$1.6m granted for microbiome-based ALS research

Published: 7-Feb-2022

Nearly 3,000 Canadians live with ALS, a disease characterised by the selective loss of motor neurons

Alex Parker and researchers from his laboratory at the CHUM Research Centre (CRCHUM) have been awarded a three-year $1.6m grant from the Weston Family Foundation as part of the Brain Health: 2021 – Lifestyle Approaches and Microbiome Contributions programme.

With the grant, the team will be able to study, among other things, the ability of the probiotic L. rhamnosus HA-114 from Lallemand Health Solutions, with whom he collaborates, to slow the progression of amyotrophic lateral sclerosis (ALS). This research project will be the subject of a pan-Canadian clinical study conducted on 100 patients and piloted at the CHUM.

The venture will be assisted by Dr Geneviève Matte, director of the ALS clinic at the CHUM, and Martine Tétreault, both researchers at the CRCHUM, Stéphane Bronner, Director Of Preclinical And Clinical Research at the Rosell Institute for the Microbiome and Probiotics, the research and development centre of Lallemand Health Solutions based in Montreal, as well as researcher Matthieu Ruiz of the Montreal Heart Institute Research Center.

"We have been collaborating with Alex Parker and his team for many years now and we are delighted to move forward with this new study which aims to document the health benefits of probiotics", said Sylvie Binda, VP of Research at Lallemand Health Solutions.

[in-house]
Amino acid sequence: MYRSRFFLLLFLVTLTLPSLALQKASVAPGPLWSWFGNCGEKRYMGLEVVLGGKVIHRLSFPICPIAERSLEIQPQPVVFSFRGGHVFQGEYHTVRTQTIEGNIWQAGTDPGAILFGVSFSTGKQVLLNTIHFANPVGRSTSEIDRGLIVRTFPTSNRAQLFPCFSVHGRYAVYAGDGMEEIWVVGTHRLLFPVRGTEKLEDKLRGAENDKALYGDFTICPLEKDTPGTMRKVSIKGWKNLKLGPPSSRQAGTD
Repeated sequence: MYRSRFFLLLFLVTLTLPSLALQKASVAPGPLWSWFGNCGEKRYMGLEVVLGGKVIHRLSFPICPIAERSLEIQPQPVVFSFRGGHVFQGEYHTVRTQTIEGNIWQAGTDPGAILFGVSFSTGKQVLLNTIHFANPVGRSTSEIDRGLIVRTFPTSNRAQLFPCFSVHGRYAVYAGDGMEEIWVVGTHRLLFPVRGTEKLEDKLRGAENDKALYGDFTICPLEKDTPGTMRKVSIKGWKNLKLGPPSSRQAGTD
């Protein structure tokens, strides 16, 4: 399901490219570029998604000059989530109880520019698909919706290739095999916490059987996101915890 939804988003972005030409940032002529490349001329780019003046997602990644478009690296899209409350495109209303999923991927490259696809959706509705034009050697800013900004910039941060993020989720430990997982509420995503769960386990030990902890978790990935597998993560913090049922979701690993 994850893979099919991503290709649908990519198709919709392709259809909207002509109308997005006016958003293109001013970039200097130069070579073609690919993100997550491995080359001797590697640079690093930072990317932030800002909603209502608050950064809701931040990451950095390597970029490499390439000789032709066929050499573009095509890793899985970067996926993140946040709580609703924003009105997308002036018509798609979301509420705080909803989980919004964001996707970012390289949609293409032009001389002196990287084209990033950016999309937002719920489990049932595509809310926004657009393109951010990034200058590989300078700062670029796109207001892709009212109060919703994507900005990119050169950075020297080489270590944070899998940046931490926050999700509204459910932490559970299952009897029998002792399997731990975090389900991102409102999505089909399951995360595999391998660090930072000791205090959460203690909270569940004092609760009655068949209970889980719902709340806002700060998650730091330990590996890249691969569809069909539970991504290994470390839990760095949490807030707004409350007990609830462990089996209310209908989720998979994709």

"Together we hope to learn how certain bacterial strains protect the nervous system from degeneration in ALS. These findings will help develop new therapeutic approaches," said Alex Parker, who is also a Professor in the department of neurosciences at the Université de Montréal.

Nearly 3,000 Canadians live with ALS, a disease characterised by the selective loss of motor neurons. This causes the patient to lose their muscular capacities until complete paralysis, with life expectancy being on average only 3 to 5 years after the diagnosis. Progressively, a person living with this rare disease loses the ability to walk, speak, eat, swallow and, ultimately, to breathe.

Recent research has shown the gut microbiota may be involved in the onset and progression of the disease. Lallemand says. Identifying neuroprotective bacterial strains is hoped, therefore, to form the basis of novel therapies.

In Parker's laboratory, scientists have already discovered a probiotic that protects motor neurons from degeneration in several animal models of ALS.

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